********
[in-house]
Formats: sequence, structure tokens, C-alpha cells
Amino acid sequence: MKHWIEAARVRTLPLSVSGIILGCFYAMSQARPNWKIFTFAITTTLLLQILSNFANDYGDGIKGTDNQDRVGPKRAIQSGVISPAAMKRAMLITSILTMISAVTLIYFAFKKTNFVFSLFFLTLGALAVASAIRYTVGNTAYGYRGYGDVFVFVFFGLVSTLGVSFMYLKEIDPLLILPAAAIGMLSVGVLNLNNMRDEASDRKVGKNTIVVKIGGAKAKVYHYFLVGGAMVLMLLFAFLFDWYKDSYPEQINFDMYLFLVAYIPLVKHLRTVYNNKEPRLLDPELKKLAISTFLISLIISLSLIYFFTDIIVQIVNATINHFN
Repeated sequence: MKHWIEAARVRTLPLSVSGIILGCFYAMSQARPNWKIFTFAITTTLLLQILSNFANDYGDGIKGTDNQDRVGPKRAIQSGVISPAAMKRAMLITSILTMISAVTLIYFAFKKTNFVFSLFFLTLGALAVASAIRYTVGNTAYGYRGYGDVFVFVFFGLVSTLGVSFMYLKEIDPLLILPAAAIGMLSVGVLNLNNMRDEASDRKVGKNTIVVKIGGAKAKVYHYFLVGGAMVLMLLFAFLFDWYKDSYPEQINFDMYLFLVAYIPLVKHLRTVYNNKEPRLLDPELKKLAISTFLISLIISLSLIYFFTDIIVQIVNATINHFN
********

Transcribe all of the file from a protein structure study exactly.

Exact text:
[in-house]
Formats: sequence, structure tokens, C-alpha cells
Amino acid sequence: MKHWIEAARVRTLPLSVSGIILGCFYAMSQARPNWKIFTFAITTTLLLQILSNFANDYGDGIKGTDNQDRVGPKRAIQSGVISPAAMKRAMLITSILTMISAVTLIYFAFKKTNFVFSLFFLTLGALAVASAIRYTVGNTAYGYRGYGDVFVFVFFGLVSTLGVSFMYLKEIDPLLILPAAAIGMLSVGVLNLNNMRDEASDRKVGKNTIVVKIGGAKAKVYHYFLVGGAMVLMLLFAFLFDWYKDSYPEQINFDMYLFLVAYIPLVKHLRTVYNNKEPRLLDPELKKLAISTFLISLIISLSLIYFFTDIIVQIVNATINHFN
Repeated sequence: MKHWIEAARVRTLPLSVSGIILGCFYAMSQARPNWKIFTFAITTTLLLQILSNFANDYGDGIKGTDNQDRVGPKRAIQSGVISPAAMKRAMLITSILTMISAVTLIYFAFKKTNFVFSLFFLTLGALAVASAIRYTVGNTAYGYRGYGDVFVFVFFGLVSTLGVSFMYLKEIDPLLILPAAAIGMLSVGVLNLNNMRDEASDRKVGKNTIVVKIGGAKAKVYHYFLVGGAMVLMLLFAFLFDWYKDSYPEQINFDMYLFLVAYIPLVKHLRTVYNNKEPRLLDPELKKLAISTFLISLIISLSLIYFFTDIIVQIVNATINHFN